“I am definitely more aggressive than most players, but I also have a different philosophy about my game. My outlook is a little more from a mathematical perspective. Other players rely too much on their instincts and reading abilities. Sometimes they allow that to overshadow the mathematical truth. Usually, I let the math do its thing. Sometimes, people put too much into their reads, and ante off all of their chips and then suddenly have no chips at all.
“On TV, they show something I did that was unconventional, making it look like I always play like a wild man. But part of my success is that people always know I will call. Suddenly, I get a free ride because people won’t bet, knowing there’s a good chance I’ll raise. One moment I’m on a total bluff, and the next moment I am playing a mathematical game; I think that makes it very hard for my opponents to read me.”
In six WPT tournaments, Gus has won a whopping $1,830,876; yet, people are still saying he’s just lucky! Actually, there’s a method to his ostensible madness. It’s just not readily apparent!
Girls, Girls, Girls
Gus loves girls, and with his Danish charm and piercing eyes, girls seem to be crazy about him, too. Steve Lipscomb noticed that on the WPT set, girls in the audience were staring, flirting, and falling all over him. He’s just so easy to be around — fun, articulate, and playful. I asked him how he became so amazingly articulate, since his native tongue is Danish. He explained that when he was young, he listened to Pink Floyd and knew all the lyrics, so his pronunciation of words was natural and easy. He is philosophical, and expressing himself comes easy to him.
I asked Gus about his love life. He is 30, and free and single. “I am a very individual person. I like gambling. I love what I do and I love the fact that I don’t have to answer to anyone. It sounds egotistical, but if I have to choose between you and me, it’s me, baby. As far as my situation is concerned right now, this way of life gives me a lot of freedom — no girlfriend, no ties, and I’m not looking. I like to hang out and have fun. I like my independence. I don’t want to make promises I can’t keep.”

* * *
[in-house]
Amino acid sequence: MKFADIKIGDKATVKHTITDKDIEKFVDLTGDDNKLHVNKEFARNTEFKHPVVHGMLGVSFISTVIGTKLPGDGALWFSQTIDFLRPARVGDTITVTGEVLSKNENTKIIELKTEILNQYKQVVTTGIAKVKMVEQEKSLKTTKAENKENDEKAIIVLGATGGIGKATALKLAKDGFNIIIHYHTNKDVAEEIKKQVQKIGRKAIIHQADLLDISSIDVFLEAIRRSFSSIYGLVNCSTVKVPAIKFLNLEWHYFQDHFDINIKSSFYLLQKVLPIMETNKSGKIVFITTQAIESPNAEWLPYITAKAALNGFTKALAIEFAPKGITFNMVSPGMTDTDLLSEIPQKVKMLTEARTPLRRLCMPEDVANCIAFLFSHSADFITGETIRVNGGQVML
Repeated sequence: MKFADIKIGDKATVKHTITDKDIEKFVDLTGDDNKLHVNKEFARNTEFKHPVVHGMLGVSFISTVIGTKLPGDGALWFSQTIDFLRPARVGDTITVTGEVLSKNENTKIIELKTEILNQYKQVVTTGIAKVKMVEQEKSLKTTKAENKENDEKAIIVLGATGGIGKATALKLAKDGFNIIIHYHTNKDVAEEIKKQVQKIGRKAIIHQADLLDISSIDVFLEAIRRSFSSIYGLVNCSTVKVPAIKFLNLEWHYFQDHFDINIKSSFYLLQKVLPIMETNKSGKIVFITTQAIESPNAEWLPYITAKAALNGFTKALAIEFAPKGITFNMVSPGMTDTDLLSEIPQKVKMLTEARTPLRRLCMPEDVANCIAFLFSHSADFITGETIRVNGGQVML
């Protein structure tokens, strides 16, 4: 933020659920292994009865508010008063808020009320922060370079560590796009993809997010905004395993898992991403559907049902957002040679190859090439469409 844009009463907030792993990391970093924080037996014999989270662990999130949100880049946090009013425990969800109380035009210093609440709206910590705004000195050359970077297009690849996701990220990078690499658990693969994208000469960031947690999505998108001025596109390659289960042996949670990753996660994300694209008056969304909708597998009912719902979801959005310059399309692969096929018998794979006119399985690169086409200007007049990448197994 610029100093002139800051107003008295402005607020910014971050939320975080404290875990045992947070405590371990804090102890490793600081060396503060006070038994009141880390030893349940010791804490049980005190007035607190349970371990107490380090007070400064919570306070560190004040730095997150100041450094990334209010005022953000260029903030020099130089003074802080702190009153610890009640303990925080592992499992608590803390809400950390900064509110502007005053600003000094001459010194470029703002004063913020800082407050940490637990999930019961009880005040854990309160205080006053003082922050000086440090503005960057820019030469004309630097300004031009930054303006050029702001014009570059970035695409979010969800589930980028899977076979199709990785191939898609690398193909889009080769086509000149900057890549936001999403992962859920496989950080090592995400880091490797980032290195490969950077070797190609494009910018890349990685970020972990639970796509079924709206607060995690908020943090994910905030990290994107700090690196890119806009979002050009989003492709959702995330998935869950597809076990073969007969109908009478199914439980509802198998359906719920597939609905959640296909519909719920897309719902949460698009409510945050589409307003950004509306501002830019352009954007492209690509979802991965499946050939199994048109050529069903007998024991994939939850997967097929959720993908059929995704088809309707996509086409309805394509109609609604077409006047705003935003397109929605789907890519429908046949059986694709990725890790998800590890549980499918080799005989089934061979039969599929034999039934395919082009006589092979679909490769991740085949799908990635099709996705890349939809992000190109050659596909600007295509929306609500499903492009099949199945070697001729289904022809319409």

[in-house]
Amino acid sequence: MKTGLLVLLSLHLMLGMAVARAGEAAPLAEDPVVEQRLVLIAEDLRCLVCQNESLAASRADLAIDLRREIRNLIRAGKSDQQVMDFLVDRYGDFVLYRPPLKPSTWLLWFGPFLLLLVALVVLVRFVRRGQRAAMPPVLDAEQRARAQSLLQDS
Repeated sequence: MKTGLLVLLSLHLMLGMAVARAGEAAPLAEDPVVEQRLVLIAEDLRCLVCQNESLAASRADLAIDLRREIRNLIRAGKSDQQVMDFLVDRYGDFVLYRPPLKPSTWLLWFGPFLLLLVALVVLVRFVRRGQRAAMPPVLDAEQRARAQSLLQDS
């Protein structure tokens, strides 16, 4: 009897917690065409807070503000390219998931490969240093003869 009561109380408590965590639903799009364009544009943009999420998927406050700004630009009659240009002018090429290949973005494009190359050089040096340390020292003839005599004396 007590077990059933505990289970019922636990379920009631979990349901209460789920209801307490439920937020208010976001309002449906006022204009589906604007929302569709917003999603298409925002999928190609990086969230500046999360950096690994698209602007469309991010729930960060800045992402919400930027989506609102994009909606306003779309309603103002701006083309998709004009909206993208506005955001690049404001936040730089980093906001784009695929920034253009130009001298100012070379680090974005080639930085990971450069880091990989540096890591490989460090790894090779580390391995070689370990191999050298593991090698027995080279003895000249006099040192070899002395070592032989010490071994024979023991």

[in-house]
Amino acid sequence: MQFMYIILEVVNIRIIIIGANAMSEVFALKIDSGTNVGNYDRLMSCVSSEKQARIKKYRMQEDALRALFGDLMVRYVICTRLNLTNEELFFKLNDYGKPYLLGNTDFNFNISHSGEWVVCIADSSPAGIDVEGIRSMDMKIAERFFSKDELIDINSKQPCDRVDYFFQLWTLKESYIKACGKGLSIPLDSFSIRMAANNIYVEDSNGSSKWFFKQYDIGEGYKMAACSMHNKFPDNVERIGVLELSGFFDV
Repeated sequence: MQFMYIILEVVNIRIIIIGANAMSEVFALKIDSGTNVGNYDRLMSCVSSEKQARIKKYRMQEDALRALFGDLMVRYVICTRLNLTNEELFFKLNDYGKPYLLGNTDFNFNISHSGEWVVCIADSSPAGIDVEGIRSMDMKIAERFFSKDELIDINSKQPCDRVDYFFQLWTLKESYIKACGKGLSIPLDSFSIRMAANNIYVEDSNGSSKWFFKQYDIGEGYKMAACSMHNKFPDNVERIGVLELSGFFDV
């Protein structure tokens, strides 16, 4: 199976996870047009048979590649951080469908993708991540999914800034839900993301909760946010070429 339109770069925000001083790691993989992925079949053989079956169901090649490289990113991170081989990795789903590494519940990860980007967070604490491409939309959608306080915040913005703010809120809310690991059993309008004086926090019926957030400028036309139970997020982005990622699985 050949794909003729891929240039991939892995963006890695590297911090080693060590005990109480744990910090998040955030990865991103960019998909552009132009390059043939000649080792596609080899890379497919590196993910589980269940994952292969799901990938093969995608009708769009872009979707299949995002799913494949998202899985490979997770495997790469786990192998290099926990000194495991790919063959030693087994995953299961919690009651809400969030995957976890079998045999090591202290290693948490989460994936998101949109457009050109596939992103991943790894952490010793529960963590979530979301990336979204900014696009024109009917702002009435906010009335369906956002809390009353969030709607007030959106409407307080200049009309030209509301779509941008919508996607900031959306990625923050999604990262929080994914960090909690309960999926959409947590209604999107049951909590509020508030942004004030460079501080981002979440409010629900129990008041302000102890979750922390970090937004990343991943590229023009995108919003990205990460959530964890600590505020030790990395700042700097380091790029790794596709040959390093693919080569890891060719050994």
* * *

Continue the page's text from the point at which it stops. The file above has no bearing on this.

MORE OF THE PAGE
His Best and Worst
“I think my greatest weakness is probably that I am very curious. I’m trying to improve that aspect of my game, and it’s probably true that curiosity killed the cat. Sometimes, I’m too stubborn. I become a little too curious and make some bad calls.” That reminded me of the bad poker joke about the player who always went home broke, but never curious!
About his strengths, Gus said, “I think the strength of my game is my mathematical and analytical way of looking at things. When I am focused, I feel I can compete with everybody. Because I mix it up, I am hard to read. I don’t really play my hand, but I play my opponent’s hand. If I know someone won’t commit all of his chips, I just have to bet. The next time, I might bet with the nuts, and players can’t tell the difference.”
Why Gus is a Winner
“I think I am very good at adjusting to the situation at hand. A lot of people have one game style; they tend not to adjust at all. I am fairly good at switching from one situation to one with other parameters, but sometimes I overdo it. If I have a plan that works, it usually can have a great impact on my tournament result; if I try something and I’m wrong, everyone talks about it. I think it’s right to try out new things. Most people have rules. It’s OK to do one thing but not another. In my game, every option is an option. I’m not saying that style would work for other people, but it suits me.”
In the final analysis, statistics speak for themselves. In the last two years alone, Gustav Hansen has won almost $2 million in WPT events alone, to say nothing of his many other wins. He is a young, fierce winner who has only just begun demolishing opponents at the poker table.